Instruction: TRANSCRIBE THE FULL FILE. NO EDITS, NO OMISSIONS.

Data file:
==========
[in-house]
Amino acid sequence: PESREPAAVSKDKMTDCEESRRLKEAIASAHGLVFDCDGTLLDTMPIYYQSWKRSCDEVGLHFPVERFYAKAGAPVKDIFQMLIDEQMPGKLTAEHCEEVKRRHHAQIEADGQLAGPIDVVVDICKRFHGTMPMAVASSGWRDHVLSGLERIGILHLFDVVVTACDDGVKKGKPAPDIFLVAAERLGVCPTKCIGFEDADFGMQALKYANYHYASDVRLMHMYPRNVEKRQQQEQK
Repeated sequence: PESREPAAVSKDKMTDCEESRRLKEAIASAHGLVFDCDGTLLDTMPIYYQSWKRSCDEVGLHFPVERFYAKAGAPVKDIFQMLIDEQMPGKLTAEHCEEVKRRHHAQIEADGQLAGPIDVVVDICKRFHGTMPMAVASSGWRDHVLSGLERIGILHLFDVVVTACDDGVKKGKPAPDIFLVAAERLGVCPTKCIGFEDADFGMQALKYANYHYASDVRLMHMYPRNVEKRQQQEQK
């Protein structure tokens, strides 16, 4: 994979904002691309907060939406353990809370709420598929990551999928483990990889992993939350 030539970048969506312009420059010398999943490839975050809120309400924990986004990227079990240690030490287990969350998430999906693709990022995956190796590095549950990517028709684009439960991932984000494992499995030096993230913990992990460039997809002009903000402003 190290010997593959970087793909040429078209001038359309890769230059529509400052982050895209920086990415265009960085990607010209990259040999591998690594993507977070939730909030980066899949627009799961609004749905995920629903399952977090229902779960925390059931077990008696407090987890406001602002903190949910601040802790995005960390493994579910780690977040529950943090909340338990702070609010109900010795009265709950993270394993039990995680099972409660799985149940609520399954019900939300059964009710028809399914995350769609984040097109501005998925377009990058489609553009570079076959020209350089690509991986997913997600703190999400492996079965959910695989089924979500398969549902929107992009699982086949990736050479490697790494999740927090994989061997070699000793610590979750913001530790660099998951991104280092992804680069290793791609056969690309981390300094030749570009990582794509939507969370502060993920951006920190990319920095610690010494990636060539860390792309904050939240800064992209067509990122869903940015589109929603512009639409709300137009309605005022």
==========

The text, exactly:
[in-house]
Amino acid sequence: PESREPAAVSKDKMTDCEESRRLKEAIASAHGLVFDCDGTLLDTMPIYYQSWKRSCDEVGLHFPVERFYAKAGAPVKDIFQMLIDEQMPGKLTAEHCEEVKRRHHAQIEADGQLAGPIDVVVDICKRFHGTMPMAVASSGWRDHVLSGLERIGILHLFDVVVTACDDGVKKGKPAPDIFLVAAERLGVCPTKCIGFEDADFGMQALKYANYHYASDVRLMHMYPRNVEKRQQQEQK
Repeated sequence: PESREPAAVSKDKMTDCEESRRLKEAIASAHGLVFDCDGTLLDTMPIYYQSWKRSCDEVGLHFPVERFYAKAGAPVKDIFQMLIDEQMPGKLTAEHCEEVKRRHHAQIEADGQLAGPIDVVVDICKRFHGTMPMAVASSGWRDHVLSGLERIGILHLFDVVVTACDDGVKKGKPAPDIFLVAAERLGVCPTKCIGFEDADFGMQALKYANYHYASDVRLMHMYPRNVEKRQQQEQK
């Protein structure tokens, strides 16, 4: 994979904002691309907060939406353990809370709420598929990551999928483990990889992993939350 030539970048969506312009420059010398999943490839975050809120309400924990986004990227079990240690030490287990969350998430999906693709990022995956190796590095549950990517028709684009439960991932984000494992499995030096993230913990992990460039997809002009903000402003 190290010997593959970087793909040429078209001038359309890769230059529509400052982050895209920086990415265009960085990607010209990259040999591998690594993507977070939730909030980066899949627009799961609004749905995920629903399952977090229902779960925390059931077990008696407090987890406001602002903190949910601040802790995005960390493994579910780690977040529950943090909340338990702070609010109900010795009265709950993270394993039990995680099972409660799985149940609520399954019900939300059964009710028809399914995350769609984040097109501005998925377009990058489609553009570079076959020209350089690509991986997913997600703190999400492996079965959910695989089924979500398969549902929107992009699982086949990736050479490697790494999740927090994989061997070699000793610590979750913001530790660099998951991104280092992804680069290793791609056969690309981390300094030749570009990582794509939507969370502060993920951006920190990319920095610690010494990636060539860390792309904050939240800064992209067509990122869903940015589109929603512009639409709300137009309605005022």